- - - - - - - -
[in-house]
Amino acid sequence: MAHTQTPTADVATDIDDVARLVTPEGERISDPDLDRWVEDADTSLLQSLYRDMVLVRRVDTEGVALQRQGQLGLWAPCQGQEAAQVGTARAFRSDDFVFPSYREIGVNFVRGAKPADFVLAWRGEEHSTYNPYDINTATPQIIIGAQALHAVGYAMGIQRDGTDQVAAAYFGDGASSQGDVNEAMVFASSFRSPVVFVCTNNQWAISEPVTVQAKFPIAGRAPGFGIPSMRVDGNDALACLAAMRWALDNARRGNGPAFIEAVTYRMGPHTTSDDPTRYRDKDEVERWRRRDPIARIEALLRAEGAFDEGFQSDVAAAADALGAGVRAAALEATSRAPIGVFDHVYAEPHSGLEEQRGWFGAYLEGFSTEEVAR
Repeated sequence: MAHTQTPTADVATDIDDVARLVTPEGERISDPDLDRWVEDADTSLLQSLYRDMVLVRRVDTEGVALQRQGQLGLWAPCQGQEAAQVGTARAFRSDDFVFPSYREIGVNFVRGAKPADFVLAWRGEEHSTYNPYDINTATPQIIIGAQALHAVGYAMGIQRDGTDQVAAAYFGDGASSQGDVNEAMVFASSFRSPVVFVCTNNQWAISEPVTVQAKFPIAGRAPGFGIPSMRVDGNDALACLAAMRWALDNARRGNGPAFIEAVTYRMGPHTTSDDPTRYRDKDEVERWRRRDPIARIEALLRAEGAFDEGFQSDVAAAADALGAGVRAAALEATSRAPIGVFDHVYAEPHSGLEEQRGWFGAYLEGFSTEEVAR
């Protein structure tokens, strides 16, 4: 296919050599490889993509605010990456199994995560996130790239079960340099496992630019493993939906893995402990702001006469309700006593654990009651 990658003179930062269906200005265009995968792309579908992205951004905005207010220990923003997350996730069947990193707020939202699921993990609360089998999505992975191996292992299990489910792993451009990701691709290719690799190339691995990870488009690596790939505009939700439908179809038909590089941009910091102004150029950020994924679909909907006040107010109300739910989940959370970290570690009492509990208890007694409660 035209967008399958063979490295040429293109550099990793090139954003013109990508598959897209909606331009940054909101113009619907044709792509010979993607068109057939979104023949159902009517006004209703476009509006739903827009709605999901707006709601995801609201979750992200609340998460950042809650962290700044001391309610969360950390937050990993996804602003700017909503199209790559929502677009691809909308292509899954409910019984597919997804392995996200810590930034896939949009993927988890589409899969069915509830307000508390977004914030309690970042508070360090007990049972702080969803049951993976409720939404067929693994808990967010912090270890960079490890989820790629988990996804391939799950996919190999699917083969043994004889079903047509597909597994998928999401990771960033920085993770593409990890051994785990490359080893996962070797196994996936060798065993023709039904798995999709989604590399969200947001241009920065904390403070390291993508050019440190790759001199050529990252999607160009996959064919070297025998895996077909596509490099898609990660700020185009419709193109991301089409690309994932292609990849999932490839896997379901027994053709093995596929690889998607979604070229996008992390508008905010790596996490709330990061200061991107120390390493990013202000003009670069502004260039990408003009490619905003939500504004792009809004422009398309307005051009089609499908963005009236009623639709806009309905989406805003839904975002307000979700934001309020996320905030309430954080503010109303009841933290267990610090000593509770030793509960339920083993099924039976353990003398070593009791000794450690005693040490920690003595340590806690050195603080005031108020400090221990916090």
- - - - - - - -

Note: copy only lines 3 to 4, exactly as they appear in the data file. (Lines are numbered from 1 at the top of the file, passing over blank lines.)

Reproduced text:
Repeated sequence: MAHTQTPTADVATDIDDVARLVTPEGERISDPDLDRWVEDADTSLLQSLYRDMVLVRRVDTEGVALQRQGQLGLWAPCQGQEAAQVGTARAFRSDDFVFPSYREIGVNFVRGAKPADFVLAWRGEEHSTYNPYDINTATPQIIIGAQALHAVGYAMGIQRDGTDQVAAAYFGDGASSQGDVNEAMVFASSFRSPVVFVCTNNQWAISEPVTVQAKFPIAGRAPGFGIPSMRVDGNDALACLAAMRWALDNARRGNGPAFIEAVTYRMGPHTTSDDPTRYRDKDEVERWRRRDPIARIEALLRAEGAFDEGFQSDVAAAADALGAGVRAAALEATSRAPIGVFDHVYAEPHSGLEEQRGWFGAYLEGFSTEEVAR
């Protein structure tokens, strides 16, 4: 296919050599490889993509605010990456199994995560996130790239079960340099496992630019493993939906893995402990702001006469309700006593654990009651 990658003179930062269906200005265009995968792309579908992205951004905005207010220990923003997350996730069947990193707020939202699921993990609360089998999505992975191996292992299990489910792993451009990701691709290719690799190339691995990870488009690596790939505009939700439908179809038909590089941009910091102004150029950020994924679909909907006040107010109300739910989940959370970290570690009492509990208890007694409660 035209967008399958063979490295040429293109550099990793090139954003013109990508598959897209909606331009940054909101113009619907044709792509010979993607068109057939979104023949159902009517006004209703476009509006739903827009709605999901707006709601995801609201979750992200609340998460950042809650962290700044001391309610969360950390937050990993996804602003700017909503199209790559929502677009691809909308292509899954409910019984597919997804392995996200810590930034896939949009993927988890589409899969069915509830307000508390977004914030309690970042508070360090007990049972702080969803049951993976409720939404067929693994808990967010912090270890960079490890989820790629988990996804391939799950996919190999699917083969043994004889079903047509597909597994998928999401990771960033920085993770593409990890051994785990490359080893996962070797196994996936060798065993023709039904798995999709989604590399969200947001241009920065904390403070390291993508050019440190790759001199050529990252999607160009996959064919070297025998895996077909596509490099898609990660700020185009419709193109991301089409690309994932292609990849999932490839896997379901027994053709093995596929690889998607979604070229996008992390508008905010790596996490709330990061200061991107120390390493990013202000003009670069502004260039990408003009490619905003939500504004792009809004422009398309307005051009089609499908963005009236009623639709806009309905989406805003839904975002307000979700934001309020996320905030309430954080503010109303009841933290267990610090000593509770030793509960339920083993099924039976353990003398070593009791000794450690005693040490920690003595340590806690050195603080005031108020400090221990916090």